March 23, 2011

Where's the Journalism?

This showed up in my morning paper yesterday.

Senate passes bill to deter some abortions

It's just a tiny little story. Nothing to see here, move along. But at the very least, it's a sloppily written little story, and I think it shows how the basic untruths of Republican politics are being glossed over by most journalists, and downright enabled by some.

We all know a great many Republicans are saying things that simply are not true. (I could go on for pages and pages--these examples are the most egregious.) Since this is known--or bloody well should be--to anyone who reads a paper, watches TV, or surfs the Net, it should therefore behoove reporters to question claims Republicans make. In this case, it wouldn't take much: a quick follow-up question to statements made in the story.

Republican supporters have said that statistics show a high percentage of abortions are being sought by minority women and that abortion clinics intentionally locate in minority areas.

The first part of this statement is true, according to the Guttmacher Institute. The obvious follow-up question would then be: why are minority women having more abortions? (You should expect your elected representative to know this--I found the answer with five seconds of Googling.) This article gives an excellent answer to that question.

These patterns of abortion rates mirror the levels of unintended pregnancy seen across these same groups. Among the poorest women, Hispanics are the most likely to experience an unintended pregnancy. Overall, however, black women are three times as likely as white women to experience an unintended pregnancy; Hispanic women are twice as likely. Because black women experience so many more unintended pregnancies than any other group—sharply disproportionate to their numbers in the general population—they are more likely to seek out and obtain abortion services than any other group. In addition, because black women as a group want the same number of children as white women, but have so many more unintended pregnancies, they are more likely than white women to terminate an unintended pregnancy by abortion to avoid an unwanted birth.

So the correct answer would be that minority women are having more abortions because they're having more unintended pregnancies, and the sex of the fetus has nothing to do with it.

As for the second part of that statement: see here. (Brief synopsis: 63 percent of abortion providers are located in predominantly non-Hispanic white neighborhoods.) Again, the Guttmacher Institute crunches the numbers.

See how misleading the original statement was? The first part was technically true but so incomplete as to border on fibbing, and the second part was an outright lie. I'm no journalist, but I found all this within ten minutes on my computer; if I did, the original reporter could and should have.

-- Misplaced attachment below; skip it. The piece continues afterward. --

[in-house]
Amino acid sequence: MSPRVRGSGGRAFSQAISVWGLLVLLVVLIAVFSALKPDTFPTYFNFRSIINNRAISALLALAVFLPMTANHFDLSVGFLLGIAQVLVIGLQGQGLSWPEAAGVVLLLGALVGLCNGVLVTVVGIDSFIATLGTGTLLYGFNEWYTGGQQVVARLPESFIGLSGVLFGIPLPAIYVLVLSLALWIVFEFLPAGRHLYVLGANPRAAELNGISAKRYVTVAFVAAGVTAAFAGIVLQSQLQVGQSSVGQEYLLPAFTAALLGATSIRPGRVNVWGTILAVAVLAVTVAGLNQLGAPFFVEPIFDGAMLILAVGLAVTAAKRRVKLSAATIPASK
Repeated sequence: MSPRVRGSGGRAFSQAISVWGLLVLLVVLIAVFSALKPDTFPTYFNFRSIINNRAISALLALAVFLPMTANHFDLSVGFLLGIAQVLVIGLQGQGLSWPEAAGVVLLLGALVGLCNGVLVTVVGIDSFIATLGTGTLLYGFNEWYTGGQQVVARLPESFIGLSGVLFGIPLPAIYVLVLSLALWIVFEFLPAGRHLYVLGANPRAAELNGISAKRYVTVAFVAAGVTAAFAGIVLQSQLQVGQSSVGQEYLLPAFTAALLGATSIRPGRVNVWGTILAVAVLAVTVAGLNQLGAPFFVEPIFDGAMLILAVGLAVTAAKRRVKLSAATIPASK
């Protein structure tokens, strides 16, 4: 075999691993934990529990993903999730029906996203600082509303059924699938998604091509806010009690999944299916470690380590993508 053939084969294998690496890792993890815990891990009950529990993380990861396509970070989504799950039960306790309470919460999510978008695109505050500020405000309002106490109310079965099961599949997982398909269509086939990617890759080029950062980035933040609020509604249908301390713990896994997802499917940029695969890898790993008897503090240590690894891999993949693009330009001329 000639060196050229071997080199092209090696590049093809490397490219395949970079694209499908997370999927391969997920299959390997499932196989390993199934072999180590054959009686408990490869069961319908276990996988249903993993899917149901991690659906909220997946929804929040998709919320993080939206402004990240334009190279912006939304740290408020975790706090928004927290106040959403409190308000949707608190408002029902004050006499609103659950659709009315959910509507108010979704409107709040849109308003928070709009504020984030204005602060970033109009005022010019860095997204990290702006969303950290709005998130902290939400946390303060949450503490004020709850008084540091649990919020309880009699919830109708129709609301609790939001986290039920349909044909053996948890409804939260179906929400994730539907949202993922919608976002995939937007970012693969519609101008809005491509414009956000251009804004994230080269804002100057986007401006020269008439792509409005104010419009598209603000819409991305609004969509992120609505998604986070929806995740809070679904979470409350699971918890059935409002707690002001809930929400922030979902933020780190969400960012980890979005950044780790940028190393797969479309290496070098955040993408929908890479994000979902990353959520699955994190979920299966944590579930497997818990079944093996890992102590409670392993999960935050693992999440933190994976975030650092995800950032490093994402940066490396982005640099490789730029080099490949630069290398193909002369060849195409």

Instead, Republicans get away with unchallenged statements like this.

"This legislation really is needed," said Sen. Nancy Barto, R-Phoenix. "Sex-selection abortions are happening in this country, and it is time we address it head-on."

Only problem is, the study she cites (abstract here) does not attribute these variations to abortion, and there hasn't been enough research in this area to say for sure whether it's actually happening or not. If it is happening, it would seem to be in the families of recent Indian, Chinese and Korean other words, people coming from countries where sex-selective abortion is practiced.

In that case, the solution would be a) women's empowerment and b) teaching women to value their daughters. Not taking away their reproductive rights.

Nevertheless, that's not the point, and it certainly wasn't the question that should have been asked (and wasn't). It's a simple question. When Republicans assert "sex-selection abortions are happening in this country," you say, "Do you have any proof it's happening in Arizona?"

Lather, rinse, repeat as often as necessary. If those pushing the legislation won't answer you, note that fact. All it takes is one line.

When asked to provide evidence of their claims, Republicans could not. 

I don't understand why the original reporter didn't ask this question. Doubting Republican claims should be a given in this day and age; they've long ago forfeited credibility on just about every subject. 

This sort of journalistic skating away takes place all the time, and it's getting tiresome. We need pugnacious reporters who don't mind getting in people's faces and yelling. When Jon Stewart and Bill Maher are better journalists than actual know the profession's in trouble.

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